Kendrick Smithyman

State-of-the-Nation poems (5)

Kendrick Smithyman, “If I Stepped Outside, in May ’93” (2002)

Margaret Edgcumbe
Study, typewriter, banana palms - photograph: Margaret Edgcumbe (1996)

My good friend and fellow-poet David Howard writes in to question my use of the epithet “unquestioned Top Bard” for Bill Manhire in my previous post. He also comments that “we weren't 'all' lost in the postmodern forest of the 1980s” …

I did wonder (as I said in my reply to him) if anyone would react to my canonisation of Manhire:

I can't say I think Top Bard an enviable job, but it does seem to me to have passed from Rex Fairburn to Allen Curnow in the 50s, and thence to Bill Manhire in the 2000s -- I'm speaking of influence and cultural dominance, you understand, not necessarily poetic merit ...

And as for those thickets, I guess I was thinking more of Academics than poets (the principal audience for the website). Again, meant to be a bit teasing ...

Dancing on ropes with fetter’d legs

The Ka Mate Ka Ora translation issue

Campana to Montale
photograph by Michael Dean / cover design by James Fryer

I went to an interesting paper at the Literature and Translation conference in Melbourne last year. The presenter was attempting to contrast two English versions of Rilke’s Sonnete an Orpheus, by (respectively) Don Paterson and Stephen Cohn, in terms of Dryden’s famous triad of metaphrase, paraphrase and imitation.

All Translation, I suppose, may be reduced to these three heads:

First, that of Metaphrase, or turning an Author Word by Word, and Line by Line, from one Language into another. ...

The second way is that of Paraphrase, or Translation with Latitude, where the Author is kept in view by the Translator, so as never to be lost, but his words are not so strictly follow’d as his sense; and that too is admitted to be amplified, but not alter’d. …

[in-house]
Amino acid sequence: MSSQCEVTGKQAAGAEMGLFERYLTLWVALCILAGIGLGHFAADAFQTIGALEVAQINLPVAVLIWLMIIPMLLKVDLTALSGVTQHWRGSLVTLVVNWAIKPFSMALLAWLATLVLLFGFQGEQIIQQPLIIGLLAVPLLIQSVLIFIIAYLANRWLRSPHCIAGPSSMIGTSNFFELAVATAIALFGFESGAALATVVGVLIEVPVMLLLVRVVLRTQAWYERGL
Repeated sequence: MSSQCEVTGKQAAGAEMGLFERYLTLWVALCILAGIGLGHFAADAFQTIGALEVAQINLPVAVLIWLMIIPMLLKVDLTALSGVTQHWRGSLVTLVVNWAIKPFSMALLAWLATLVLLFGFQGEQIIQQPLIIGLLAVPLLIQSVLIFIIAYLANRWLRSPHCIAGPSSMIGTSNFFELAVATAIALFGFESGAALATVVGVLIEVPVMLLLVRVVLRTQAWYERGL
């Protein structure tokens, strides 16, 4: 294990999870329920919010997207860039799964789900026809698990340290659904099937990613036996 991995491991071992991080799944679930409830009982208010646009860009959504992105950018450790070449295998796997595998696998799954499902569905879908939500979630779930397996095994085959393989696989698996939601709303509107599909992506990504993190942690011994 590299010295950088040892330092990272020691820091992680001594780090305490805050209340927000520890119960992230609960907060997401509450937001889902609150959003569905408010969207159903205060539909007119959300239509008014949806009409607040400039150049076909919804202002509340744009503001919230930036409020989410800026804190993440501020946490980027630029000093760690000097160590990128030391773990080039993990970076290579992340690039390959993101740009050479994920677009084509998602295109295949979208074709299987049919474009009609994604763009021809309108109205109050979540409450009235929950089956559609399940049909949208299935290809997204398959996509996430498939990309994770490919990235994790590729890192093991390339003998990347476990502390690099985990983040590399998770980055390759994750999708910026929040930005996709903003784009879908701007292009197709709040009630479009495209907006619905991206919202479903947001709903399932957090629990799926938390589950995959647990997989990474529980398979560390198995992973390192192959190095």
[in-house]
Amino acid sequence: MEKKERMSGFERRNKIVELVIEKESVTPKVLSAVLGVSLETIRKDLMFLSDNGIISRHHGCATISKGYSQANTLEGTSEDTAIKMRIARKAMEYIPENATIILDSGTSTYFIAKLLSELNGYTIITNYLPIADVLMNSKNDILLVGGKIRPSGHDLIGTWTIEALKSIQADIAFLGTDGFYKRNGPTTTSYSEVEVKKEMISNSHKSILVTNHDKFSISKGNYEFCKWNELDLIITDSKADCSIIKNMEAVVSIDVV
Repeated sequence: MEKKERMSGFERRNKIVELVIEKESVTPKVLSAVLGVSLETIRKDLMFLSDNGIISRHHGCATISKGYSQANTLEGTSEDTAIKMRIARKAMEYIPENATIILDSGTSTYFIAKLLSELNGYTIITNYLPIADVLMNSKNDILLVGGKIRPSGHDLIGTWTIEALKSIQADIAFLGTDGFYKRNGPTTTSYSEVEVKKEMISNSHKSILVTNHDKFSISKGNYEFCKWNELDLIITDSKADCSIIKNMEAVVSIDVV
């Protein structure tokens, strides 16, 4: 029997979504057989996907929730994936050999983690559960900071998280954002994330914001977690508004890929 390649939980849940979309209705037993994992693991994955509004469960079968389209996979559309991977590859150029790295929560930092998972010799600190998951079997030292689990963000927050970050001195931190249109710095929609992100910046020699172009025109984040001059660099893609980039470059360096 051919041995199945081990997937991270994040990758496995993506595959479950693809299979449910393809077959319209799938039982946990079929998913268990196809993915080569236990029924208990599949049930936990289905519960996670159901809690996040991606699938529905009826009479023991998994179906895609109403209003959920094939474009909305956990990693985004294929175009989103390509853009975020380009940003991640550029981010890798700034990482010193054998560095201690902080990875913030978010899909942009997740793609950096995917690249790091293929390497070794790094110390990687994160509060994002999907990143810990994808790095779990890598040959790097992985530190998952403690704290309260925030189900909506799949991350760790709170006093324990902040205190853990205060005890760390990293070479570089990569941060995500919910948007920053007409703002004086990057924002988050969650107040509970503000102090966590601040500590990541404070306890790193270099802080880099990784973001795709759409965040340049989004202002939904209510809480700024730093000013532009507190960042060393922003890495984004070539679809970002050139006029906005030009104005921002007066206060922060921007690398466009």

The Third way is that of Imitation, where the Translator (if now he has not lost that Name) assumes the liberty, not only to vary from the words and sence, but to forsake them both as he sees occasion; and taking only some general hints from the Original, to run division on the Ground-work, as he pleases. …

The persistence of memory

More reactions to the Short Takes on Long Poems symposium

The persistence of memory
Michele Leggott & her guide-dog Olive

Lisa Samuels, one of the three co-organisers of the Short Takes on Long Poems symposium (with Robert Sullivan, mentioned in my previous post,  and Michele Leggott, pictured above with her guide-dog Olive), writes in to specify that it was she who was responsible for the two words "begin anywhere" which started off our long,  collective, ten-part beach poem the other day:

Nice to see your Jacket2 write-up, and that you used the 2 words I wrote at the beginning of our very very very very very very very very very very long beach poem – I'm sure I am pulling 'begin anywhere' from some co-making moment, and that too is par for the symposium.

Which prompts me, in turn, to claim responsibility for inscribing the four words visible in the picture above, beside Michele and Olive, which were meant to be a quote from the last line of the title poem of Allen Curnow's 1982 collection You Will Know When You Get There:

Down you go alone, so late, into the surge-black fissure.

Begin anywhere:

The Short Takes on Long Poems symposium

Robert Sullivan & John Adams read in Old Government House, Auckland

I'm taking the beach-poem at its word, and beginning anywhere.

Oneroa Beach Poem

In my case, since I’m just back from the Short Takes on Long Poems symposium at the University of Auckland, I thought I might start there.

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